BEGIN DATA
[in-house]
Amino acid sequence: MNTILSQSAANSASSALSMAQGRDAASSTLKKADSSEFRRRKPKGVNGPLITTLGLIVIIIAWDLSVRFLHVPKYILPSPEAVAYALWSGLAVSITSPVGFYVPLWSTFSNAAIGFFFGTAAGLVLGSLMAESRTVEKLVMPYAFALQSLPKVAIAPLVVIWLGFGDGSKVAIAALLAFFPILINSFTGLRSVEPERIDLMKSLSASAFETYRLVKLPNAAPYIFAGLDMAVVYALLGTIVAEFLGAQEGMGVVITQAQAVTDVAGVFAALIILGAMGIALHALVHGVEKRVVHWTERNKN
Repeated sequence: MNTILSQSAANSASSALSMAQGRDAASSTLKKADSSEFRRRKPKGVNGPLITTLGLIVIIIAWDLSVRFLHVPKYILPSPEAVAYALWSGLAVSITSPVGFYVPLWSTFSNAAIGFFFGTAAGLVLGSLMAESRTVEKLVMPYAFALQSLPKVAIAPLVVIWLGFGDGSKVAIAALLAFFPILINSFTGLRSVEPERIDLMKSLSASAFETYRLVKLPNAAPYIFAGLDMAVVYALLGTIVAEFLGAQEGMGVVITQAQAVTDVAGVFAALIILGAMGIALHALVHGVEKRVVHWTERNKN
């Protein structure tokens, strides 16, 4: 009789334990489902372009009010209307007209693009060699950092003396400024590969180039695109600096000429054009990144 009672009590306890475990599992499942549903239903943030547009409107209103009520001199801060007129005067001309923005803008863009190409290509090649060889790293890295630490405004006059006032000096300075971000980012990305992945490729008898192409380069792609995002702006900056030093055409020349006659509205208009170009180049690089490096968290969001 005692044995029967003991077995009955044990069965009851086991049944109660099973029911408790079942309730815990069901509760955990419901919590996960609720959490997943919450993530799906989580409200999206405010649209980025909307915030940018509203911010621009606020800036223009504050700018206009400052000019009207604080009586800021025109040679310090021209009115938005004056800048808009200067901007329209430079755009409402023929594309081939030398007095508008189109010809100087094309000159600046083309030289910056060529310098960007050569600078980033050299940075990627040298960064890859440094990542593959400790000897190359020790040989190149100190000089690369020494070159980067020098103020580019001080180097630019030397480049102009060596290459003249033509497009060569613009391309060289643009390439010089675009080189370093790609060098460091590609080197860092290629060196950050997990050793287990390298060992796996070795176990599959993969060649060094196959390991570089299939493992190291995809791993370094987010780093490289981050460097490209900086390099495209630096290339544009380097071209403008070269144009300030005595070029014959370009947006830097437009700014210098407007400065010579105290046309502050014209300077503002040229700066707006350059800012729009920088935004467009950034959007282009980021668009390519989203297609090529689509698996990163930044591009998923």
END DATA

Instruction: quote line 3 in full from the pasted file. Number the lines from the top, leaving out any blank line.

Repeated sequence: MNTILSQSAANSASSALSMAQGRDAASSTLKKADSSEFRRRKPKGVNGPLITTLGLIVIIIAWDLSVRFLHVPKYILPSPEAVAYALWSGLAVSITSPVGFYVPLWSTFSNAAIGFFFGTAAGLVLGSLMAESRTVEKLVMPYAFALQSLPKVAIAPLVVIWLGFGDGSKVAIAALLAFFPILINSFTGLRSVEPERIDLMKSLSASAFETYRLVKLPNAAPYIFAGLDMAVVYALLGTIVAEFLGAQEGMGVVITQAQAVTDVAGVFAALIILGAMGIALHALVHGVEKRVVHWTERNKN